This distinguished poetess, whose literary life stretches back into the last century, and whoso early recollections were of the days of Burke, Johnson. Goldsmith, and Reynolds, was the daughter of a Scottish clergyman, and was born at Bothwcll, on the banks of the Clyde, in the year 1762. During the greater part of her life she lived with a mniden sister, Agnes.—also a poetess.— to whom she addressed her bountiful "Birthday" poem. She early remove! with her sister to London, where their brother, the late Sir Matthew Baillif. was settled as a physician; and there her earliest poetical works ap|>onr^l anonymously. Her first dramatic efforts were published in 1798, under the title of A Sends of Pfayx: in which it is attempted to Delineate the Stronger .Rwyions of t/u; Mind, each Position bciny the subject of a Tragedy and a Comedy. To the volume was prefixed a long and interesting " Introductory Discourse," in which the authoress discusses the subject of the drama in all its bearings, ami asserts the supremacy o£ simple, nature over all decoration nnd refinementShe was then in her thirty-fourth year. A second volume was published in 1802, and a third in 1812. During the interval she gave the world a Tolumc of miscellaneous dramas in ISOt, and the Family Legend in 1810,—a tragedy founded on Highland tradition, and which, principally through »nc efforts of Sir Walter Scott, was brought out at the Edinburgh Theatre. Tin only "Play of the Passions" ever represented on the stage was De M&nifor i, which was brought out by tha celebrated actor John Kemble, and playd for eleven nights. Though the best of her dramatic productions, it is del cicnt in those lifelike, stirring scenes, and in that variety and fulness of pass on, the "form and pressure" of everyday life, which are so essential to success jn the stage.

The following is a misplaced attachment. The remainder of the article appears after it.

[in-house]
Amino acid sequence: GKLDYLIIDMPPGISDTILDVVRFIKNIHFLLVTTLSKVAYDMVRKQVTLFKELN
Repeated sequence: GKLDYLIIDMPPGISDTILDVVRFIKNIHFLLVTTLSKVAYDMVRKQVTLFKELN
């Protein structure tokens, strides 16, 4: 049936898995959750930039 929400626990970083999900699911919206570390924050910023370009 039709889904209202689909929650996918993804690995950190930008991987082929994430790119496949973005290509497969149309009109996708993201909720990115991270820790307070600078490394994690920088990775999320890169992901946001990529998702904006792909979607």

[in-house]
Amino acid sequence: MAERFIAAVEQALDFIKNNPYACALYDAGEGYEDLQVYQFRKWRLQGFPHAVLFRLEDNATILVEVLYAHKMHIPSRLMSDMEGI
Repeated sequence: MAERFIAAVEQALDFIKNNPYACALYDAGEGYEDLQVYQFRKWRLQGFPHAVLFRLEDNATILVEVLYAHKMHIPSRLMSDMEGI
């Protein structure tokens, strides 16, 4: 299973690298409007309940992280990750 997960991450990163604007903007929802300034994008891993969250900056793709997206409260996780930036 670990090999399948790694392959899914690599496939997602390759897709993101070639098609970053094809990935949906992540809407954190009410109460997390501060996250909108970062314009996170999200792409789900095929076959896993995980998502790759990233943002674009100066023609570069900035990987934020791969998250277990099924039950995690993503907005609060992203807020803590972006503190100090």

In 1S23 our authoress published along-promised collection t 'Poetic Miscellanies, and in 1836 three more volumes of plays. Besides thos» poetic produc. tions, she is the author of A View of the General Tenor of thv AVw Tcxtamcr.t regarding the Mature and Dignity of Jems Christ. She also pi Wished Metrical Legends of Eminent Characters, Fugitive Verses, and some less in porti.nl publications. She died on the 22d of February, 1851, retaining her faculties till the last. Gentle and unassuming to all, with an unchangeable simplicity of manner and character, she counted among her friends many of the most celebrated for talent nnd genius; nor were the visitors to her modest home confined to the natives of her own country; but many from various parU of Europe, and especially from our own land, sought introduction to one whose fame is commensurate with the knowledge of English Literature.1
A short time before her death, Miss Baillie completed an entire edition of her dramatic works. Upon these she laid out her chief strength. In their general character, they are marked by great originality and invention. Her knowledge of the human heart, of its wide range for good or evil, of its multifitriuiis, changeful, and wayward uature, was great, and her power of portraying character has rarely been excelled. Her female portraits are especially beautiful, and possess an unusual degree of elevation and purity. Though distinguished chiefly for her dramatic writings, her lyric and miscellaneous poetry
1 Head article* on Mis* BalUie'i Plays, in the second and sixty-*i>renth Toliimw of tto Edinburgh Review.